The eventual success of the referendum proposal in Switzerland on the responsibility of multinationals would be significant because it would testify to the serene unawareness of the Swiss public opinion on the origin of the level of economic well-being enjoyed by the country. Italics by Teodoro Dalavecuras
On November 29, the people of the Swiss confederation pronounce themselves in a referendum on the global responsibility of multinationals. The goal is for all the multinationals domiciled in Switzerland, from Nestlé – Swiss by definition – to Glencore, the global commodity giant that has its headquarters in the canton of Zug, but little else is Swiss in both shareholding and corporate culture. in procurement markets as well as in outlet markets. Without neglecting the plethora of mini-multinationals to which the new rules which the promoters of the referendum are asking for inclusion in the Swiss legal system apply as for the global giants.
The proponents demand that all Swiss companies be required to respect internationally recognized human rights and environmental standards everywhere in the world and also be required to verify that their suppliers and business partners abide by the same rules, which effectively means they risk also respond to the violations of the latter technically "third parties".
Some polls assign the victory, with a more than comfortable margin, to the supporters of the initiative, called "responsible multinationals", which pursues the political objective of forcing companies to engage "proactively" – as they say today – in promoting, in any corner of the planet, of the observance of human rights and environmental regulations.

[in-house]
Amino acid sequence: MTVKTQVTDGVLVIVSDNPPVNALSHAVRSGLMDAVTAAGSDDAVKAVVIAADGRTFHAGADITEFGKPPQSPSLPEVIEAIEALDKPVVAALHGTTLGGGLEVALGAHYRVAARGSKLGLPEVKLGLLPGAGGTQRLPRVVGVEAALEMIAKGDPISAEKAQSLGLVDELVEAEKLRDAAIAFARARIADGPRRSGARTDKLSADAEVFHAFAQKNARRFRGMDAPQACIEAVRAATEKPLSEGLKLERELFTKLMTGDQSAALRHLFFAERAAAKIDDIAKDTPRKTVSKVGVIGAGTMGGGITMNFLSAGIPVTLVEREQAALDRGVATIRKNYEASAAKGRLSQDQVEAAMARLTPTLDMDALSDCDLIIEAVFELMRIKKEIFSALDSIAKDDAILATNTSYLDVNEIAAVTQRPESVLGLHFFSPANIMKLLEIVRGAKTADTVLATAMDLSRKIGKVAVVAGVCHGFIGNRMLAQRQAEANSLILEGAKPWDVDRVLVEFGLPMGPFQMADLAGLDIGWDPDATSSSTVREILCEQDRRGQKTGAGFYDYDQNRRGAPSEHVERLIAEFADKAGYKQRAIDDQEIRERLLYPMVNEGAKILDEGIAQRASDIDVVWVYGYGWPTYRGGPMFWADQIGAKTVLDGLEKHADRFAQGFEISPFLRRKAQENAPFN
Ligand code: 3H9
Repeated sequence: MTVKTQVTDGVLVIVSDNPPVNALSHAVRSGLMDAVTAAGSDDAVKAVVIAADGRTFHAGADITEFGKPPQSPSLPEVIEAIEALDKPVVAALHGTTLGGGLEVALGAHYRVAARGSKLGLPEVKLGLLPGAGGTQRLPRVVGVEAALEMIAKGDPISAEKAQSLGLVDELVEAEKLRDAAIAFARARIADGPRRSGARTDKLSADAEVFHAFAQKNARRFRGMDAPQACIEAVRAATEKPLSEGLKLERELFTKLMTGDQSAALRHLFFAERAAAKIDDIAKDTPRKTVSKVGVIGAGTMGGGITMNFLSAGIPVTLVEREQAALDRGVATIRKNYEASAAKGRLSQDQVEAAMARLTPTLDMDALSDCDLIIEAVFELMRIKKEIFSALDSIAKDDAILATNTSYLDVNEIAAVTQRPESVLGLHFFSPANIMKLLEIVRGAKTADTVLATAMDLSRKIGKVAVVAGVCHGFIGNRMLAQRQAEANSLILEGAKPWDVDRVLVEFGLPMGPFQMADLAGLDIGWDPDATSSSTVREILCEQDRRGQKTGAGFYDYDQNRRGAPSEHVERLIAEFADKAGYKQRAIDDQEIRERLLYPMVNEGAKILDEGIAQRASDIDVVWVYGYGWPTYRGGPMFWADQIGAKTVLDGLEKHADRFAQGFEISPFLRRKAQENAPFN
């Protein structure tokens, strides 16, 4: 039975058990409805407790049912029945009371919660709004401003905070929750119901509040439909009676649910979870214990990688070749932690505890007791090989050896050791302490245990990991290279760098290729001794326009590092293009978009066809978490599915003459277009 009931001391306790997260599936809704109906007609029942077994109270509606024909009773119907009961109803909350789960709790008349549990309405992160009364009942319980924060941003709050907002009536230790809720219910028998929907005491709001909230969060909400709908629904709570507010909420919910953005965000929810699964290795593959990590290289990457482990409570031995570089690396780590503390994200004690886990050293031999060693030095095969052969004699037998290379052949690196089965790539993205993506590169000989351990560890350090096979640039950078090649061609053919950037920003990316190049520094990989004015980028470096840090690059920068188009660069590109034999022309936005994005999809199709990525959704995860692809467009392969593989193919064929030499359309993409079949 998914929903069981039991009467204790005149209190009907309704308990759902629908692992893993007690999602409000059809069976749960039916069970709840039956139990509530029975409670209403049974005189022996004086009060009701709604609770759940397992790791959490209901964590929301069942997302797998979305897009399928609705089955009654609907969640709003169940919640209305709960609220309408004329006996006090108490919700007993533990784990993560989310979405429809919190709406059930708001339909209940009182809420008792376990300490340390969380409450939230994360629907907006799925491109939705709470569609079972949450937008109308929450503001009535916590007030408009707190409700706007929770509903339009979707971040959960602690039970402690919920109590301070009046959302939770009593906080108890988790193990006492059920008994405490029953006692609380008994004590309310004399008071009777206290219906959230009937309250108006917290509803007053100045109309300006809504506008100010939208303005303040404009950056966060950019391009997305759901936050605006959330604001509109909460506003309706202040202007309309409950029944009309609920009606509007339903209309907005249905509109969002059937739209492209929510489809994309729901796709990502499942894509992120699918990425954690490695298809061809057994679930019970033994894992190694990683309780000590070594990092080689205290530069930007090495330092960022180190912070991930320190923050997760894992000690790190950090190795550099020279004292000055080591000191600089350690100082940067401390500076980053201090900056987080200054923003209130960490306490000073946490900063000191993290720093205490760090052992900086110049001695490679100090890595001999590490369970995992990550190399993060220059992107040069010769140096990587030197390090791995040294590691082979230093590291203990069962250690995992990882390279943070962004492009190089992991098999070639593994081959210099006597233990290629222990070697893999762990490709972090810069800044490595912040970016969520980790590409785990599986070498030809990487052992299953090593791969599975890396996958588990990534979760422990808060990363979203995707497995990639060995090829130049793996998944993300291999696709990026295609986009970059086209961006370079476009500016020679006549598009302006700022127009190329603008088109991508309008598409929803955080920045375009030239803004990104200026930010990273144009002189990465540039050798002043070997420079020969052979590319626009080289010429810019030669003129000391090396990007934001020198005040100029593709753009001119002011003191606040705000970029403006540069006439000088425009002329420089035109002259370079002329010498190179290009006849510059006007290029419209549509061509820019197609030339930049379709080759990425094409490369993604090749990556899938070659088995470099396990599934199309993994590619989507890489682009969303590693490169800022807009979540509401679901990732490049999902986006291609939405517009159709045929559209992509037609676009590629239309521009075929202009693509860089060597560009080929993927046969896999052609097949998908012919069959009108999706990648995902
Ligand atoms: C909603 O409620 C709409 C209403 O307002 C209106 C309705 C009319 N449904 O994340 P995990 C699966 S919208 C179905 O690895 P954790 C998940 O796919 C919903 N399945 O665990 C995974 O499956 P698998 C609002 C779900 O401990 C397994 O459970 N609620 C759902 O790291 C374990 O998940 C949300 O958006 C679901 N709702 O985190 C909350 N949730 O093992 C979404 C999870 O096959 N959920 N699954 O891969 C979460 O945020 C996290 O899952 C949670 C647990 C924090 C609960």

This is just the most recent example of the effects of the moralizing wind that has swept the valleys, plateaus and peaks of the Confederation for years. Months ago in Neuchatel a popular petition had asked for and obtained the removal of the monument erected in honor of David de Pury, a skilled and fortunate eighteenth-century merchant from Neuchatel who had returned, in the form of works of public utility in the town of western Switzerland , part of the wealth accumulated with the business conducted between Europe, Africa and South America based – according to the business model widespread in the eighteenth century, on the exchange of African slaves for precious raw materials of Central and South America; and all the neocastellans (as the inhabitants of Neuchatel in Canton Ticino are called), at least those with average education, were always aware of this provenance of the money and therefore of de Pury's good works, but the unrest following the murder of George Floyd evidently triggered an emulative psychosis.
Not later than last year a rather tense debate had developed in the media between those who denounced the malpractice of free tickets and – horror – of the nights paid to political exponents in the opening evenings of festivals or other similar events and those who, quietly, suggested not to completely lose the sense of proportion.